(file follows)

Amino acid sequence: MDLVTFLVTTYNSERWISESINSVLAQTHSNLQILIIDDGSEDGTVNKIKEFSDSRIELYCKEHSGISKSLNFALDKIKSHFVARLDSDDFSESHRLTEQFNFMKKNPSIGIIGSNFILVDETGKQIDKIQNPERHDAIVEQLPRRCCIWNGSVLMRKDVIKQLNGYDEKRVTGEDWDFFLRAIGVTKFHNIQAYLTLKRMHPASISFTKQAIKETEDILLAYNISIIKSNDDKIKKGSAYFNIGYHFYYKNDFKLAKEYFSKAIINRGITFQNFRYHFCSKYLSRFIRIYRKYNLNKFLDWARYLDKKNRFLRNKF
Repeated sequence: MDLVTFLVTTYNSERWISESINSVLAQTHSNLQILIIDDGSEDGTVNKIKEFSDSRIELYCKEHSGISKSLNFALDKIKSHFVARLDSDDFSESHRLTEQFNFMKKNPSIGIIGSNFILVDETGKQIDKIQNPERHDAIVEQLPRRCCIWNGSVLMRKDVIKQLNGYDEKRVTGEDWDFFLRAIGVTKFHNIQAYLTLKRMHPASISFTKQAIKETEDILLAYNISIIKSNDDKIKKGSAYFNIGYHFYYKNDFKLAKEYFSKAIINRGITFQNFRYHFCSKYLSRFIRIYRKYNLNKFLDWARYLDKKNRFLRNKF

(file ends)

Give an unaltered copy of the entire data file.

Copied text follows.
Amino acid sequence: MDLVTFLVTTYNSERWISESINSVLAQTHSNLQILIIDDGSEDGTVNKIKEFSDSRIELYCKEHSGISKSLNFALDKIKSHFVARLDSDDFSESHRLTEQFNFMKKNPSIGIIGSNFILVDETGKQIDKIQNPERHDAIVEQLPRRCCIWNGSVLMRKDVIKQLNGYDEKRVTGEDWDFFLRAIGVTKFHNIQAYLTLKRMHPASISFTKQAIKETEDILLAYNISIIKSNDDKIKKGSAYFNIGYHFYYKNDFKLAKEYFSKAIINRGITFQNFRYHFCSKYLSRFIRIYRKYNLNKFLDWARYLDKKNRFLRNKF
Repeated sequence: MDLVTFLVTTYNSERWISESINSVLAQTHSNLQILIIDDGSEDGTVNKIKEFSDSRIELYCKEHSGISKSLNFALDKIKSHFVARLDSDDFSESHRLTEQFNFMKKNPSIGIIGSNFILVDETGKQIDKIQNPERHDAIVEQLPRRCCIWNGSVLMRKDVIKQLNGYDEKRVTGEDWDFFLRAIGVTKFHNIQAYLTLKRMHPASISFTKQAIKETEDILLAYNISIIKSNDDKIKKGSAYFNIGYHFYYKNDFKLAKEYFSKAIINRGITFQNFRYHFCSKYLSRFIRIYRKYNLNKFLDWARYLDKKNRFLRNKF